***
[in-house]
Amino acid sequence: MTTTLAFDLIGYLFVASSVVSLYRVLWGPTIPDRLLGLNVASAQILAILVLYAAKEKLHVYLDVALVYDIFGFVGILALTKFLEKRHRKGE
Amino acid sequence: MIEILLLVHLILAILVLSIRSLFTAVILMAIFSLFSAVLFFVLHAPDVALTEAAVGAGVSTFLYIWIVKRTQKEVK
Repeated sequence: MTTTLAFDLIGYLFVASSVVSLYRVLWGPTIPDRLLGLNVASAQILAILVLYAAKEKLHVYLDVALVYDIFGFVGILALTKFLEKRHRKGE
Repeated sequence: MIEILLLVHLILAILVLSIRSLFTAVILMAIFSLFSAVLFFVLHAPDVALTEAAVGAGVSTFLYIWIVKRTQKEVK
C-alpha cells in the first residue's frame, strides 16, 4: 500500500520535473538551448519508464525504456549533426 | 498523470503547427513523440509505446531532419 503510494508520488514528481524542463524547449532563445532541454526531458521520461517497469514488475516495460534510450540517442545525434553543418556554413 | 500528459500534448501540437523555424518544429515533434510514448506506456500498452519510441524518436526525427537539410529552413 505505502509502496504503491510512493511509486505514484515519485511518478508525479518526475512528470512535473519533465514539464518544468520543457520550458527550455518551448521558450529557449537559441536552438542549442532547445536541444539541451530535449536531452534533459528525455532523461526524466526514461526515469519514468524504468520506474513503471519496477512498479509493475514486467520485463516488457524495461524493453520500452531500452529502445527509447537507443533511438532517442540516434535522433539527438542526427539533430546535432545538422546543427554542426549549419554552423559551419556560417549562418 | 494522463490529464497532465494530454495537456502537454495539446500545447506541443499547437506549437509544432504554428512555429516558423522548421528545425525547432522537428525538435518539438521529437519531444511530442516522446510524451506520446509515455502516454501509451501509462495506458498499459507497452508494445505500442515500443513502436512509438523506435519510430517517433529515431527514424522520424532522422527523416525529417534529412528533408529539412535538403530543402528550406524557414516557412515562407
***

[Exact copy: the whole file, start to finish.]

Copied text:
[in-house]
Amino acid sequence: MTTTLAFDLIGYLFVASSVVSLYRVLWGPTIPDRLLGLNVASAQILAILVLYAAKEKLHVYLDVALVYDIFGFVGILALTKFLEKRHRKGE
Amino acid sequence: MIEILLLVHLILAILVLSIRSLFTAVILMAIFSLFSAVLFFVLHAPDVALTEAAVGAGVSTFLYIWIVKRTQKEVK
Repeated sequence: MTTTLAFDLIGYLFVASSVVSLYRVLWGPTIPDRLLGLNVASAQILAILVLYAAKEKLHVYLDVALVYDIFGFVGILALTKFLEKRHRKGE
Repeated sequence: MIEILLLVHLILAILVLSIRSLFTAVILMAIFSLFSAVLFFVLHAPDVALTEAAVGAGVSTFLYIWIVKRTQKEVK
C-alpha cells in the first residue's frame, strides 16, 4: 500500500520535473538551448519508464525504456549533426 | 498523470503547427513523440509505446531532419 503510494508520488514528481524542463524547449532563445532541454526531458521520461517497469514488475516495460534510450540517442545525434553543418556554413 | 500528459500534448501540437523555424518544429515533434510514448506506456500498452519510441524518436526525427537539410529552413 505505502509502496504503491510512493511509486505514484515519485511518478508525479518526475512528470512535473519533465514539464518544468520543457520550458527550455518551448521558450529557449537559441536552438542549442532547445536541444539541451530535449536531452534533459528525455532523461526524466526514461526515469519514468524504468520506474513503471519496477512498479509493475514486467520485463516488457524495461524493453520500452531500452529502445527509447537507443533511438532517442540516434535522433539527438542526427539533430546535432545538422546543427554542426549549419554552423559551419556560417549562418 | 494522463490529464497532465494530454495537456502537454495539446500545447506541443499547437506549437509544432504554428512555429516558423522548421528545425525547432522537428525538435518539438521529437519531444511530442516522446510524451506520446509515455502516454501509451501509462495506458498499459507497452508494445505500442515500443513502436512509438523506435519510430517517433529515431527514424522520424532522422527523416525529417534529412528533408529539412535538403530543402528550406524557414516557412515562407